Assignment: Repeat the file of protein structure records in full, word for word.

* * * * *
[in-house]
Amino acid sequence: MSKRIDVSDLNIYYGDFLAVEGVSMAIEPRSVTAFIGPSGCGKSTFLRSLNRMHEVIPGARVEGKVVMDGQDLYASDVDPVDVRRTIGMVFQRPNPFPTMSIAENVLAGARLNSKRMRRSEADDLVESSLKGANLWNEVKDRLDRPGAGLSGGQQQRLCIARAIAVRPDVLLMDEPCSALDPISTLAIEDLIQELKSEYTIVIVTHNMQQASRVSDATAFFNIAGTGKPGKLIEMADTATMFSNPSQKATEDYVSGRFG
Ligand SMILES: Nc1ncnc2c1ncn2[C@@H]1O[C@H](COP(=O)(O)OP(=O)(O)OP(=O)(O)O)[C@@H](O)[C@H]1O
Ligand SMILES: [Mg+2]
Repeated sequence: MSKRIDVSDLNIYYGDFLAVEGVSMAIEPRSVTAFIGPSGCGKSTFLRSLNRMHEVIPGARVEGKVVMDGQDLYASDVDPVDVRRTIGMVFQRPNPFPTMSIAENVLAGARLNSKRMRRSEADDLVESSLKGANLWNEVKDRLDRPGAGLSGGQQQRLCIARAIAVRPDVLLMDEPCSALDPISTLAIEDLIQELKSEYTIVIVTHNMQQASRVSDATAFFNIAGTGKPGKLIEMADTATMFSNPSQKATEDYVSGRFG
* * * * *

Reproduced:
[in-house]
Amino acid sequence: MSKRIDVSDLNIYYGDFLAVEGVSMAIEPRSVTAFIGPSGCGKSTFLRSLNRMHEVIPGARVEGKVVMDGQDLYASDVDPVDVRRTIGMVFQRPNPFPTMSIAENVLAGARLNSKRMRRSEADDLVESSLKGANLWNEVKDRLDRPGAGLSGGQQQRLCIARAIAVRPDVLLMDEPCSALDPISTLAIEDLIQELKSEYTIVIVTHNMQQASRVSDATAFFNIAGTGKPGKLIEMADTATMFSNPSQKATEDYVSGRFG
Ligand SMILES: Nc1ncnc2c1ncn2[C@@H]1O[C@H](COP(=O)(O)OP(=O)(O)OP(=O)(O)O)[C@@H](O)[C@H]1O
Ligand SMILES: [Mg+2]
Repeated sequence: MSKRIDVSDLNIYYGDFLAVEGVSMAIEPRSVTAFIGPSGCGKSTFLRSLNRMHEVIPGARVEGKVVMDGQDLYASDVDPVDVRRTIGMVFQRPNPFPTMSIAENVLAGARLNSKRMRRSEADDLVESSLKGANLWNEVKDRLDRPGAGLSGGQQQRLCIARAIAVRPDVLLMDEPCSALDPISTLAIEDLIQELKSEYTIVIVTHNMQQASRVSDATAFFNIAGTGKPGKLIEMADTATMFSNPSQKATEDYVSGRFG